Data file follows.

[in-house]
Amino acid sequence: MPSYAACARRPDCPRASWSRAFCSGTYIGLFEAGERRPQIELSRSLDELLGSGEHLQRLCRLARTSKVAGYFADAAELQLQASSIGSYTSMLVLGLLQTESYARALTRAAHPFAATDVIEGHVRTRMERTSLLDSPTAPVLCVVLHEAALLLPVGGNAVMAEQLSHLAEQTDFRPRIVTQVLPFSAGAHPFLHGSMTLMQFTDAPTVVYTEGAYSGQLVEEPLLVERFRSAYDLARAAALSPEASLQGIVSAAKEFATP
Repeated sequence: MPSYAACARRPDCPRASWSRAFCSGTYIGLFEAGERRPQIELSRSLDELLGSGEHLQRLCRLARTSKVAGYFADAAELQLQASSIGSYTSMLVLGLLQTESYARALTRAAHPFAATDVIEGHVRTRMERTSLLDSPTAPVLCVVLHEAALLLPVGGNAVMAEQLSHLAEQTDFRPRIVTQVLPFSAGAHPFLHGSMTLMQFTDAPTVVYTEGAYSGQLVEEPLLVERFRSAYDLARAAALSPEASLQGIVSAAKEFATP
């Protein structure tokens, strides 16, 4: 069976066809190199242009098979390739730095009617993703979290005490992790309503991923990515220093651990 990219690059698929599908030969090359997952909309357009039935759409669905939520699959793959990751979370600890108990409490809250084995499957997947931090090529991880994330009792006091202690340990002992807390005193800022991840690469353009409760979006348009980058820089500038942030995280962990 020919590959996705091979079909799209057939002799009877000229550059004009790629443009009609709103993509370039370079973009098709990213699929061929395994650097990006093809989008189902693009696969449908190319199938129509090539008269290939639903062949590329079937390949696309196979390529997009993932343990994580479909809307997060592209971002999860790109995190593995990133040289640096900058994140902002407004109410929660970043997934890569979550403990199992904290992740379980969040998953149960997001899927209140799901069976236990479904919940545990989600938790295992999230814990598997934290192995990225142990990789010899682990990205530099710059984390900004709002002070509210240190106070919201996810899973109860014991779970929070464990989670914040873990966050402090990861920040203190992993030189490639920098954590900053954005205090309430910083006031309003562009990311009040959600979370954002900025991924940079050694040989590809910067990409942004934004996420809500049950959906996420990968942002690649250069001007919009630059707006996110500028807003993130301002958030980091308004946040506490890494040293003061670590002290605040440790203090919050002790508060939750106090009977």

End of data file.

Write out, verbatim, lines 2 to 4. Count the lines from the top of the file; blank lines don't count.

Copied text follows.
Amino acid sequence: MPSYAACARRPDCPRASWSRAFCSGTYIGLFEAGERRPQIELSRSLDELLGSGEHLQRLCRLARTSKVAGYFADAAELQLQASSIGSYTSMLVLGLLQTESYARALTRAAHPFAATDVIEGHVRTRMERTSLLDSPTAPVLCVVLHEAALLLPVGGNAVMAEQLSHLAEQTDFRPRIVTQVLPFSAGAHPFLHGSMTLMQFTDAPTVVYTEGAYSGQLVEEPLLVERFRSAYDLARAAALSPEASLQGIVSAAKEFATP
Repeated sequence: MPSYAACARRPDCPRASWSRAFCSGTYIGLFEAGERRPQIELSRSLDELLGSGEHLQRLCRLARTSKVAGYFADAAELQLQASSIGSYTSMLVLGLLQTESYARALTRAAHPFAATDVIEGHVRTRMERTSLLDSPTAPVLCVVLHEAALLLPVGGNAVMAEQLSHLAEQTDFRPRIVTQVLPFSAGAHPFLHGSMTLMQFTDAPTVVYTEGAYSGQLVEEPLLVERFRSAYDLARAAALSPEASLQGIVSAAKEFATP
């Protein structure tokens, strides 16, 4: 069976066809190199242009098979390739730095009617993703979290005490992790309503991923990515220093651990 990219690059698929599908030969090359997952909309357009039935759409669905939520699959793959990751979370600890108990409490809250084995499957997947931090090529991880994330009792006091202690340990002992807390005193800022991840690469353009409760979006348009980058820089500038942030995280962990 020919590959996705091979079909799209057939002799009877000229550059004009790629443009009609709103993509370039370079973009098709990213699929061929395994650097990006093809989008189902693009696969449908190319199938129509090539008269290939639903062949590329079937390949696309196979390529997009993932343990994580479909809307997060592209971002999860790109995190593995990133040289640096900058994140902002407004109410929660970043997934890569979550403990199992904290992740379980969040998953149960997001899927209140799901069976236990479904919940545990989600938790295992999230814990598997934290192995990225142990990789010899682990990205530099710059984390900004709002002070509210240190106070919201996810899973109860014991779970929070464990989670914040873990966050402090990861920040203190992993030189490639920098954590900053954005205090309430910083006031309003562009990311009040959600979370954002900025991924940079050694040989590809910067990409942004934004996420809500049950959906996420990968942002690649250069001007919009630059707006996110500028807003993130301002958030980091308004946040506490890494040293003061670590002290605040440790203090919050002790508060939750106090009977």